MANCHESTER, N.H. (AP) — Republican Sen. Tim Scott of South Carolina said Thursday that he supports a federal abortion ban after 20 weeks of pregnancy and would sign such legislation into law if he became president.
“It makes total sense to me,” Scott told reporters in New Hampshire, where he was meeting with GOP officials and pastors a day after announcing his exploratory committee for a 2024 presidential campaign.
Abortion has become an increasingly animating issue in elections in the wake of the U.S. Supreme Court decision last year to overturn Roe v. Wade, which legalized abortion nationwide. Republican candidates are under pressure from influential anti-abortion groups to support a national ban. Democrats, including President Joe Biden, have sought to codify the right to an abortion.
Scott declined to say whether he believes medication abortion should remain legal following a Wednesday ruling by a federal appeals court that preserved access to the abortion pill mifepristone for now but reduced the period of pregnancy when the drug can be used and said it could not be dispensed by mail. The Justice Department said it would ask the Supreme Court for an emergency order to put any action on hold.
“The courts are on their way to solving the problem,” Scott said of medication abortion.
As a senator, he has co-sponsored anti-abortion legislation and supported a 20-week ban with criminal penalties for abortion providers. Asked Thursday if he would sign such a bill as president, he said he supports a 20-week ban but did not comment on specific penalties.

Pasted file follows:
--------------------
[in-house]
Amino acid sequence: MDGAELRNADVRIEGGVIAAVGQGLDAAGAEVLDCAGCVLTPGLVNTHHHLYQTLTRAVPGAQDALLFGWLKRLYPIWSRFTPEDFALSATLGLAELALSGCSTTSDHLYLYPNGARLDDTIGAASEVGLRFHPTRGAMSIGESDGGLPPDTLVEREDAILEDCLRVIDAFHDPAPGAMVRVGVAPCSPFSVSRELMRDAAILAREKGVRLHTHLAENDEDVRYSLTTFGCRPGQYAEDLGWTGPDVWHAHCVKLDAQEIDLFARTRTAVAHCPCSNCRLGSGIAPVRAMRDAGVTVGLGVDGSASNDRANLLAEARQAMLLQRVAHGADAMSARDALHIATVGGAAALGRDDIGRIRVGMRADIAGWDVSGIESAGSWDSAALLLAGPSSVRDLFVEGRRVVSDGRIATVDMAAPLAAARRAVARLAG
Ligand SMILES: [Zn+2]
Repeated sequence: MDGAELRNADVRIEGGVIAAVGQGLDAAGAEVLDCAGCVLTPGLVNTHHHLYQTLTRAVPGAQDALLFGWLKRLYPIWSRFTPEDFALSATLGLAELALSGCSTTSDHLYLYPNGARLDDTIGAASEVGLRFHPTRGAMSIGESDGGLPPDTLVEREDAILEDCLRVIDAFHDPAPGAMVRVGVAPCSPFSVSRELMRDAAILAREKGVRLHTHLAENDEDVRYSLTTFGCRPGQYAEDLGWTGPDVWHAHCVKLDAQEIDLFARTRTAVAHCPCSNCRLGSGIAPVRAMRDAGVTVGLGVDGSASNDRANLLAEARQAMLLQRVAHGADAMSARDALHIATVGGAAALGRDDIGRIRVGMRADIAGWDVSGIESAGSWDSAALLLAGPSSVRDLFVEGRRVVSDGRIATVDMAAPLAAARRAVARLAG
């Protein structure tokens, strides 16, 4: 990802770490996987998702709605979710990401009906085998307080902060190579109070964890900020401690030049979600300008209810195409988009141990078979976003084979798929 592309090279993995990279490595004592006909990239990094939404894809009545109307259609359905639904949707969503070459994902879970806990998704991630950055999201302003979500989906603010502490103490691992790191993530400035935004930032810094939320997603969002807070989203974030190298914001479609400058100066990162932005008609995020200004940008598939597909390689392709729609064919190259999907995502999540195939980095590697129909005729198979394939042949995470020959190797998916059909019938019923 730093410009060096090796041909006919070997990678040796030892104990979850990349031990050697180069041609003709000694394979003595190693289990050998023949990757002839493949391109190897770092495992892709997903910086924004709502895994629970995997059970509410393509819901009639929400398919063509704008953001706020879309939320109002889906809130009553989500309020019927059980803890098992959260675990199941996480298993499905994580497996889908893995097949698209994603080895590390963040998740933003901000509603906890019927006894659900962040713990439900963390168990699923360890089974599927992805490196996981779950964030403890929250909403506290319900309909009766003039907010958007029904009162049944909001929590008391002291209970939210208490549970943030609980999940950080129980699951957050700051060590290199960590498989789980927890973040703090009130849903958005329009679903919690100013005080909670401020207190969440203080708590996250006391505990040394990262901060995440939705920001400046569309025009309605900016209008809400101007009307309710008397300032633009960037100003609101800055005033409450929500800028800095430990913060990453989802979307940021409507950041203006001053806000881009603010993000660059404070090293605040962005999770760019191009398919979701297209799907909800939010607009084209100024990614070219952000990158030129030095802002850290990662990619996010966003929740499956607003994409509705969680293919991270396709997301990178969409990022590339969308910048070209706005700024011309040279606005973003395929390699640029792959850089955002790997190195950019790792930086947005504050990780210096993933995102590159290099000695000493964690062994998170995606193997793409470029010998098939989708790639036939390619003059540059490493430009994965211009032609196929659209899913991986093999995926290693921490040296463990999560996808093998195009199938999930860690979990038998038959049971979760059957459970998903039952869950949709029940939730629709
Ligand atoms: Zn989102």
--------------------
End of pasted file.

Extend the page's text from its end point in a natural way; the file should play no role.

“We should certainly always side with a culture that preserves and appreciates and respects life,” he said. “How do we do that? I certainly think that the 20-week threshold is not a question in my mind at all.”
Scott argued that questions about specific legislation obscure what he characterized as Democrats’ “radical positions” on abortion.
“When you look at the issue of abortion, one of the challenges that we have is we continue to go to the most restrictive conversations without broadening the scope,” he said.
Scott, the only Black Republican in the Senate, was in Iowa on Wednesday for meetings with evangelical pastors and parents who home-school their children. Both groups are part of the influential Christian conservative base of Republicans’ leadoff caucus state.
He also planned to meet with pastors in New Hampshire, generally considered one of the least religious states. Still, Scott said he expects his message to resonate.
“What we all should agree on is that we should have faith beyond ourselves. Faith in each other is beyond ourselves. Faith in the future of America is beyond ourselves,” he said.
The Republicans already in the 2024 race are former President Donald Trump, former U.N. Ambassador and South Carolina Gov. Nikki Haley, former Arkansas Gov. Asa Hutchinson and biotech entrepreneur Vivek Ramaswamy. Others, including Florida Gov. Ron DeSantis and former Vice President Mike Pence, are considering launching campaigns in the coming months.
DeSantis is expected to address roughly 500 Republicans at a New Hampshire GOP fundraising dinner Friday night. Scott had breakfast Thursday with state and local party officials and mingled with customers at a popular Manchester diner.
Brendan Celluci, finishing an omelet with several teammates from the minor league Portland Sea Dogs baseball team from Maine, said he didn’t expect to be meeting a presidential hopeful or being surrounded by media.
“Well, it’s not the most fun, but you know, life always throws curveballs at you,” he said.